In six weeks, France will vote on the new European Constitution, which is viewed as a milestone toward a legislative consolidation of EU member states. The goal of the EC is to improve current regulations, clearly divide powers between Brussels and the member states, and help the union play a bigger role on the world stage. But pundits see a dark storm brewing on the horizon; one that could bring the European Union to its knees.

Recent opinion polls on the pending French referendum have shown the distinct possibility of a resounding "non" to the constitution, which has to be ratified by all 25 members. If the French vote on May 29 turns out to be negative, the Dutch on June 1 will likely follow suit. "Defeat for Chirac," states a recent Guardian article, "will push the Dutch, worried about immigration and breaches of eurozone budget rules by France and Germany, into a thumbs-down..." Same goes for Denmark, Poland, etc.

Ironically, at the Laeken EU summit in 2001, France itself promoted the new treaty, and the convention that drafted it was chaired by Valérie Giscard d'Estaing, the former French president. So what's the problem now?

The French, suggested an April 14 article in the Financial Times, "are not voting on the treaty but on the EU itself--and on the administration of President Jacques Chirac." Charles Gave, a prominent French economist, agreed: "This referendum gives them the chance of a lifetime to vote simultaneously against the two politicians they have hated most for the past 30 years: Chirac and Giscard." The media also name other factors, like the weak economy, high unemployment, and an adversity to Turkey's acceptance as a EU member.

There is no Plan B in the event that the new constitution doesn't go through. In that case, the EU will have to make do with the holey rulebook that came out of the 2000 Nice marathon summit. Which is why Chirac has called the country to action in the last weeks, trying to persuade his countrymen to vote in favor of the treaty.

But what's at stake here is not just the constitution but the future of the EU itself.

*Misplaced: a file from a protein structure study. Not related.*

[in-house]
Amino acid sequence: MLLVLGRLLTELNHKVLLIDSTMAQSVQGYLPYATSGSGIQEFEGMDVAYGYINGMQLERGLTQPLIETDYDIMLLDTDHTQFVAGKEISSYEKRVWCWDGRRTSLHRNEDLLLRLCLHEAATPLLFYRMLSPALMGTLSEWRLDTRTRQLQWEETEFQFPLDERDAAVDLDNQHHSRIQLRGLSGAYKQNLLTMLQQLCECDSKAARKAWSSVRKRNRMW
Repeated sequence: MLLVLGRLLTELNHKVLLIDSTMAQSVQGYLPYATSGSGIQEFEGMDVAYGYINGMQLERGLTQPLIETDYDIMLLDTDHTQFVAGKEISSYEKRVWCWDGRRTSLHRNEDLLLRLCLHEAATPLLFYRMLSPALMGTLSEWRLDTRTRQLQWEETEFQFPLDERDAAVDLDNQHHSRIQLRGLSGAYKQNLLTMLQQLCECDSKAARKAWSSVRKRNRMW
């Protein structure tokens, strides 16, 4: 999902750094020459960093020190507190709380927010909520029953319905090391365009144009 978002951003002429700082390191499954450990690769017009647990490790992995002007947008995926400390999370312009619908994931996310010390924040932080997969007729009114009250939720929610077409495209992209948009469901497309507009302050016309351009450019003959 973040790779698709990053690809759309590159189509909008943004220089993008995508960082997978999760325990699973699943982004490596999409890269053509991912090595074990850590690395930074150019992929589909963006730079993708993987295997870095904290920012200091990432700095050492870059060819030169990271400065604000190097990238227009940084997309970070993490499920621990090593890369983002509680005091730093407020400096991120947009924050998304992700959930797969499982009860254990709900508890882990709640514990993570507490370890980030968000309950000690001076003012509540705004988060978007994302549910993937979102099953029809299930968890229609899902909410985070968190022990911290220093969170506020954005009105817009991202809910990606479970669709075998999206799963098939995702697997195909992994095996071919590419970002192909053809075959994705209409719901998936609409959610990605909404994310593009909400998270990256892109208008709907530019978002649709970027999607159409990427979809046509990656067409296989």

According to the Financial Times, "there is a gathering sense of foreboding across Europe that the EU is heading for an unprecedented crisis, one which could have profound political and economic consequences for the continent."

Josep Borrell, Spanish president of the European Parliament, foresees a serious crisis, and WestLB Financial Markets crowed that "The EU could disintegrate towards a free-trade zone," a development that "would certainly spell disaster for economic and monetary union, and the European Central Bank."

Other pundits--including WWNK--think such a 'disintegration' would be the best that could happen to the EU. The choice the French now face, says Times op-ed columnist Anatole Kaletsky, could be a sobering wake-up call for European politicians: "A French 'no' vote would be such a shock to Europe's governing elites that the European Central Bank may well recognize that the only alternative to lower interest rates and a weaker euro will be the complete collapse of the single-currency project."

Ultimately, Kaletsky says, it would force Europeans to face the fact "that their living standards, cultures and influence in the world can be preserved only by improving economic performance, not by integrating, harmonizing, enlarging or writing constitutions." Which, he thinks, would open the door to a "liberal ideology of free markets and small government".

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Posted 04-18-2005 2:47 PM by Doug Casey